03 March 2009

a "mea culpa" re art

I’ve been reflecting on what it means to be “God’s work of art,” the subject of my blog post yesterday. One thing it does not mean is allowing our creative vision to be squelched. In the March-April issue of Utne Reader, there are some interesting thoughts regarding the way groups can lose their focus with too much funding from foundations. The comments deal specifically with nonprofit organizations, but they also apply to churches and other communities of faith.

There’s a warning about being “no longer accountable to our…members because we don’t depend on them for our existence.” When we rely on foundations, “we try to prove to them that we are still relevant and efficient and thus worthy of continued funding.” In a way, nonprofit groups (and our churches) can “become mini-corporations, because on some level, we have internalized the idea that power—the ability to create change—equals money.” (p. 45)

By no means am I saying that there isn’t a place for philanthropic organizations. They provide invaluable service to our society and our world. Still, accepting money from outside sources is loaded with hidden consequences. It can be seductive. It can cause us to change our nature. And…it can be mind-numbingly tedious! How many of us actually enjoy the process of grant writing? (I know that there are some who do, God bless them!) Madonna Thunder Hawk, from the group Women of All Red Nations, says this about their tax-exempt status: “we let it lapse. It was too complicated. No one wanted to sit in the office and write reports with time and energy that could be used to advance our movement.” (p. 46)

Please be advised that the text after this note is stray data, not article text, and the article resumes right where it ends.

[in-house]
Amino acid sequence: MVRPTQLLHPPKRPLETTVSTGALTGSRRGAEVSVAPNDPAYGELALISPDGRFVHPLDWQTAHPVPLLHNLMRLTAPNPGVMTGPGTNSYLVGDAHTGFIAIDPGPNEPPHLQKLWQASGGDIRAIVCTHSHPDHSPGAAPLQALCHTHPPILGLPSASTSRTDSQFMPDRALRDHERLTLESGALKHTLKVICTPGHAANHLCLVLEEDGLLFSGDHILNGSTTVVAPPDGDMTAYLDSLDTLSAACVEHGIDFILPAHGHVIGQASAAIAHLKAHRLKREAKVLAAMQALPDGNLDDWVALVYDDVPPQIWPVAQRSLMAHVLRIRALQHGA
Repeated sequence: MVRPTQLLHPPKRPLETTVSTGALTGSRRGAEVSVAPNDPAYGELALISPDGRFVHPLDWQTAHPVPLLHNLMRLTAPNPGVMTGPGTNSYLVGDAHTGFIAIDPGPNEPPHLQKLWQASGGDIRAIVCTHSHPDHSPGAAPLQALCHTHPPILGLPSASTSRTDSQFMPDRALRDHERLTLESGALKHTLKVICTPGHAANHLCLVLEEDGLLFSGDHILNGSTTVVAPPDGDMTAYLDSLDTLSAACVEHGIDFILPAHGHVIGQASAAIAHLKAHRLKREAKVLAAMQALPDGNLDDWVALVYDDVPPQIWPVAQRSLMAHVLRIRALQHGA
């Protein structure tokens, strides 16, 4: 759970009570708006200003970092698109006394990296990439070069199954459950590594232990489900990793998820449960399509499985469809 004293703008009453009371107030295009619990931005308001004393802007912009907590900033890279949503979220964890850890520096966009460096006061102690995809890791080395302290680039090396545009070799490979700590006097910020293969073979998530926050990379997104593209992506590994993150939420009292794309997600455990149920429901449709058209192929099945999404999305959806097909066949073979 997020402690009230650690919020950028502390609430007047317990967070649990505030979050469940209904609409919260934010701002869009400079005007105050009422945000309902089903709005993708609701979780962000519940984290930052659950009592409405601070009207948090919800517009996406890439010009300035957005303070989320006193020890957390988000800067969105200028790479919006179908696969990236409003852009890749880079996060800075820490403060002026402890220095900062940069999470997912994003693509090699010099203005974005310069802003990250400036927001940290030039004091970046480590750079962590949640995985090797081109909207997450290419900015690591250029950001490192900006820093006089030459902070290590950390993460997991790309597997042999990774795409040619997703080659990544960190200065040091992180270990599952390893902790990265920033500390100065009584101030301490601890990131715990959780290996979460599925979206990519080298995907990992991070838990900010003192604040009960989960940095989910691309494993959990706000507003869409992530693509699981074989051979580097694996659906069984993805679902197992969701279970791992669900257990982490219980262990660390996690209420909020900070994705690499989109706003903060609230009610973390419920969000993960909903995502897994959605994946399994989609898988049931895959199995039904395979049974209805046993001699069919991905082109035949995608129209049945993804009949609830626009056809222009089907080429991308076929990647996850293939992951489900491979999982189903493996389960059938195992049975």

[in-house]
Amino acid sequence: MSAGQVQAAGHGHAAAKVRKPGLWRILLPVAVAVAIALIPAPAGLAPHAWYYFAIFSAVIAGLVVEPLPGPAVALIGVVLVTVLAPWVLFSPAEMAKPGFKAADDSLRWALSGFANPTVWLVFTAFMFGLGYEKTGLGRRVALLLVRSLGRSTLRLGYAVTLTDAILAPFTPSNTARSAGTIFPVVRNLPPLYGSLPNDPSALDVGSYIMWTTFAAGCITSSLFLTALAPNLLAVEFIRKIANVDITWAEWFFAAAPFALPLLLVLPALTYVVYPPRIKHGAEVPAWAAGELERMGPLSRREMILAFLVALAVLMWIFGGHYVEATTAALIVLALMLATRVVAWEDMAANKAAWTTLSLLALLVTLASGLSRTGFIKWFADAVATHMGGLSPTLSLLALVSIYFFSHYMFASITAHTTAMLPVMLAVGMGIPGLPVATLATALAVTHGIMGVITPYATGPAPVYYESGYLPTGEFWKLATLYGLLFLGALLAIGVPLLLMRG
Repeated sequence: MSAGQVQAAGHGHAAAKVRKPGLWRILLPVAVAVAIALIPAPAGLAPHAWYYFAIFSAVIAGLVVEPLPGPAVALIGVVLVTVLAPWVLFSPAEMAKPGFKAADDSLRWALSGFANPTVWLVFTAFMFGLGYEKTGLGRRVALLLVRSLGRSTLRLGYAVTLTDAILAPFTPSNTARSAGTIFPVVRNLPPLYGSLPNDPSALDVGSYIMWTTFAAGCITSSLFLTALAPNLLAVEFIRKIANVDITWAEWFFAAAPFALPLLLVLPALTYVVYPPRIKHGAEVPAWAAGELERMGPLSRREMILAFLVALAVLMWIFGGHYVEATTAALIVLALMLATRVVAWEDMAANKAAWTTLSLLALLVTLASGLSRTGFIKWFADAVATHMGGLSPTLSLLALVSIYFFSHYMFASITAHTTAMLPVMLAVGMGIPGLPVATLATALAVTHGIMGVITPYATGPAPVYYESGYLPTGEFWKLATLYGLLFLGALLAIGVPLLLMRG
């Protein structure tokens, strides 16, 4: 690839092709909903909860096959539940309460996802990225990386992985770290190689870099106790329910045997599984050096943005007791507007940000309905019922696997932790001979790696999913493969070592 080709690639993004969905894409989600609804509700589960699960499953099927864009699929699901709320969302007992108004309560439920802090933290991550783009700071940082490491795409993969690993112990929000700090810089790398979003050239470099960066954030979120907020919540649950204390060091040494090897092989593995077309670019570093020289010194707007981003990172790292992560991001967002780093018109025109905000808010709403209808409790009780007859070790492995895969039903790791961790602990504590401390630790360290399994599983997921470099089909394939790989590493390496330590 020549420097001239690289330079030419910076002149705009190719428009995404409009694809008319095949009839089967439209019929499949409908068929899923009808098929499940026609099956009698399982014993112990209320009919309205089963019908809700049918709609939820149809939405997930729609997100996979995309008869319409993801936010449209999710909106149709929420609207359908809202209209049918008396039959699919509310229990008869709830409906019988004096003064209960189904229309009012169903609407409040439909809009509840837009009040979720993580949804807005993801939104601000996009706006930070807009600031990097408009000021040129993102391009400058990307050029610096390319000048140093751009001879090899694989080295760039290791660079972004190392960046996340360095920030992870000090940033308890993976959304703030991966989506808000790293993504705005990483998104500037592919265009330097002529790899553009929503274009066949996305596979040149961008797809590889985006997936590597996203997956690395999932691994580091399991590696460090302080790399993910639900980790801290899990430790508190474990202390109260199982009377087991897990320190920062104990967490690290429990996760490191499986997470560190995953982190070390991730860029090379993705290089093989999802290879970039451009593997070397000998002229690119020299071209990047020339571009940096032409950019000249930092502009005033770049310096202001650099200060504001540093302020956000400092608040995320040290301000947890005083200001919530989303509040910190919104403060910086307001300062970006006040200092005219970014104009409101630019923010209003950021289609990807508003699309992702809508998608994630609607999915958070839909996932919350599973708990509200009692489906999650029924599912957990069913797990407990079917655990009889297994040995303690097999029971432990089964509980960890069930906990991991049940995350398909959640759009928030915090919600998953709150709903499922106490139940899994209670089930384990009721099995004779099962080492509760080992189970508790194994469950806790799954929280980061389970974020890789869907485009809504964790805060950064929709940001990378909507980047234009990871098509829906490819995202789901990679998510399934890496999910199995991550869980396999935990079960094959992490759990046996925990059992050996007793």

I think the church that Banu and I served for almost nine years suffered from that malady a bit. Months of grant writing (and rewriting a certain grant, but that’s a topic for another day!) managed to suck more than its share of energy and creativity from us. For that, my own mea culpa should be offered.

When I was in seminary, one of my fellow students said, “If you want to kill a congregation, establish an endowment fund.” I think his point was that relying on other sources of income too often lulls people into thinking that it’s not their responsibility to keep things going. It dulls their creativity and sense of commitment. It doesn't have to, but it too often does.

That’s no way to do, and to be, God’s work of art!

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